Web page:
BUFFALO, NYRoswell Park Cancer Institute is offering a new blood test to detect early prostate cancer. The complexed prostate-specific antigen (cPSA) test appears to be more accurate than standard PSA at differentiating between prostate cancer and benign conditions, and thus may eliminate the need for unnecessary biopsies when PSA tests are ambiguous.
The cPSA test measures levels of PSA complexed with alpha-1-antichymotrypsin, which makes up the bulk of circulating PSA in men with prostate cancer.
Currently, the cPSA test is only being offered as a follow-up procedure for men whose original PSA test didnt clearly identify the need for a biopsy, said John S.J. Brooks, MD, chairman of the Division of Pathology & Laboratory Medicine at Roswell Park. When a standard PSA test is in the ambiguous range of 4 to 10 ng/mL, the decision to biopsy a patient is unclear. A positive cPSA test suggests a greater chance of prostate cancer. A negative cPSA test would eliminate unnecessary biopsies.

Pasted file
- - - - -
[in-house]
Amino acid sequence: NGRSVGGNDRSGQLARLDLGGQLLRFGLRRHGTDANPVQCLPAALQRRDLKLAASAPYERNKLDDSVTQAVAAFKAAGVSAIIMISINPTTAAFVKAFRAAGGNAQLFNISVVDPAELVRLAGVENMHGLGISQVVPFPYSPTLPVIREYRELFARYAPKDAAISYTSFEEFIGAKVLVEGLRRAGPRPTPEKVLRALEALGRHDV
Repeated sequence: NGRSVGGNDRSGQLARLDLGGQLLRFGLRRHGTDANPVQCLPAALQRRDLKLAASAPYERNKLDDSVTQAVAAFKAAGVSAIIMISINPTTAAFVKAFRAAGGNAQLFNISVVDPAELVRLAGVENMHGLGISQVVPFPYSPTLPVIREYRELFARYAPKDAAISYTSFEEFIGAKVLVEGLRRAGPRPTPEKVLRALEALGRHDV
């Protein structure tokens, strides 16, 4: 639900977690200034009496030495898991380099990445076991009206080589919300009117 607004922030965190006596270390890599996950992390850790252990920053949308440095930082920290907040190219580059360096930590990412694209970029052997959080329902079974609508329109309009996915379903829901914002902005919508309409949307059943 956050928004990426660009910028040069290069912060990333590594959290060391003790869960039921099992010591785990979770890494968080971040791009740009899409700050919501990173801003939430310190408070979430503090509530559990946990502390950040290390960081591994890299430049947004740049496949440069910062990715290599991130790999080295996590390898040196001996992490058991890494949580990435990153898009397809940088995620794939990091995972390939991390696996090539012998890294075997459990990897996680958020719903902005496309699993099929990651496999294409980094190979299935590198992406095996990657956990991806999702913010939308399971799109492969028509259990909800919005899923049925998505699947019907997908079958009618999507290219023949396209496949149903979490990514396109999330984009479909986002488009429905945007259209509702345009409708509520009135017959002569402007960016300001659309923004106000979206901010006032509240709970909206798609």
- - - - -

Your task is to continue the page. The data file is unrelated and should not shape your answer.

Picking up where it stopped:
Roswell Park is participating in a collaborative study to help determine if the cPSA blood test should replace the standard PSA blood test in general prostate cancer screening programs. For more information about this test and other prostate cancer screening programs, call 1-800-ROSWELL (1-800-767-9355).